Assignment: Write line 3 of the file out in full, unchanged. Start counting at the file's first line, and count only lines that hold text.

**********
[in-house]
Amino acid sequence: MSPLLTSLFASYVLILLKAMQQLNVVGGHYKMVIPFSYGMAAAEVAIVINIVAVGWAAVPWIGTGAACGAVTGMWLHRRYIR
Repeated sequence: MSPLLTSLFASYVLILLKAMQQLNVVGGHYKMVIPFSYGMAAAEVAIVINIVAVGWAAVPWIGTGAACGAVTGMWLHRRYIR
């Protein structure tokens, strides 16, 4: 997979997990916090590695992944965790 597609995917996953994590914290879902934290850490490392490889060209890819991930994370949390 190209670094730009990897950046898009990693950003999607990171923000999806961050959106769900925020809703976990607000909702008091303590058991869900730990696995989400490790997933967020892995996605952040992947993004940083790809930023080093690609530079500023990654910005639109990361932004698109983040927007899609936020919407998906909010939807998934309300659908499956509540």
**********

Repeated sequence: MSPLLTSLFASYVLILLKAMQQLNVVGGHYKMVIPFSYGMAAAEVAIVINIVAVGWAAVPWIGTGAACGAVTGMWLHRRYIR